Oginga Odinga’s book, “Not Yet Uhuru”, published in 1967, argues that Independence isn’t complete until the economy is in the hands of Africans. “Jaramogi envisioned a Kenya that was unapologetic about its “Kenyaness”, a Kenya that “could stand on its own feet in a world unfriendly to the African people”, and a Kenya that is “capable of enterprise and development in fields beyond our shambas”, said the President.

On his part, the Founding Father of the Nation, Mzee Jomo Kenyatta, imagined a free Kenya as far back as the 1930s, while at Manchester in the United Kingdom. His dream is painted in his book, “Facing Mount Kenya”, published in 1938. In this dream, he cautioned us that the seed of freedom will only take root if our mindset is focused on the right thing. In the business of building the nation, he warned, we must not focus on what has been done; our focus should be on what remains to be done.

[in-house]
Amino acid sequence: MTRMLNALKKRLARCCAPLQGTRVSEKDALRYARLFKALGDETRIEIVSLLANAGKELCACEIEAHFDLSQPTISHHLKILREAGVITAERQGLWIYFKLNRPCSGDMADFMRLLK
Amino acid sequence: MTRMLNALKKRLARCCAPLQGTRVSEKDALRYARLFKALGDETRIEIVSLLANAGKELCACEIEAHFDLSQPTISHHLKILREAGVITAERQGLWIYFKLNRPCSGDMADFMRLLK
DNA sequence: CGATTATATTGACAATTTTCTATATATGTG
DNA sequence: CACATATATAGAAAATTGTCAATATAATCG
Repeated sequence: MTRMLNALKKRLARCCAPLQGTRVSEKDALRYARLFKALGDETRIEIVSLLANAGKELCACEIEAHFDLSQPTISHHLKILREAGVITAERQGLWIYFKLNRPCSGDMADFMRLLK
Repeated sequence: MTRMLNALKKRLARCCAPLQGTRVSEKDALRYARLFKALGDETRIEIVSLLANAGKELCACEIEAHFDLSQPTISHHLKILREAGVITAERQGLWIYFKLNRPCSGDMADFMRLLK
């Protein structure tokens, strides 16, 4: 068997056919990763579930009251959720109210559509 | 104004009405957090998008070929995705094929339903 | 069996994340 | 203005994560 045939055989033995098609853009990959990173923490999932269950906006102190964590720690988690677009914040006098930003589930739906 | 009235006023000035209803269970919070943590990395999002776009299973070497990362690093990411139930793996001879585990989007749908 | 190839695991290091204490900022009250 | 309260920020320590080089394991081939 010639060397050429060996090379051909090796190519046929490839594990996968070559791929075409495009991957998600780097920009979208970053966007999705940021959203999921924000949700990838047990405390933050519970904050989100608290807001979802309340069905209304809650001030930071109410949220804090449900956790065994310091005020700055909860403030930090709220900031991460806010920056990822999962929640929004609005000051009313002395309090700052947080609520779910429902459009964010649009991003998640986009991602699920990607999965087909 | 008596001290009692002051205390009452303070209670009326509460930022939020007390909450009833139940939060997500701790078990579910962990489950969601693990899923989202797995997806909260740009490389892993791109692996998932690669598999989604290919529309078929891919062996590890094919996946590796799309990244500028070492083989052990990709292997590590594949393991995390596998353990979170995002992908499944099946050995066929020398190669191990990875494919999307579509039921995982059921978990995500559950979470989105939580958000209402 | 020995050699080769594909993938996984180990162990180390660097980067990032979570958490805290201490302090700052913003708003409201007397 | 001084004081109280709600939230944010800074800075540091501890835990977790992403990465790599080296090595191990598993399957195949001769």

Building Bridges Initiative (BBI): The move to review the Constitution 10 years since it was promulgated gained ground countrywide. The team jointly appointed by President Kenyatta and Opposition Leader Raila Odinga (leader of the Orange Democratic Movement party) to spearhead the collection of views continued with the exercise, even after presenting the two leaders with a draft document in November 2019. The proposals, which could lead to drastic restructuring of the Executive to make the country more cohesive and united, may see the creation of the Prime Minister seat.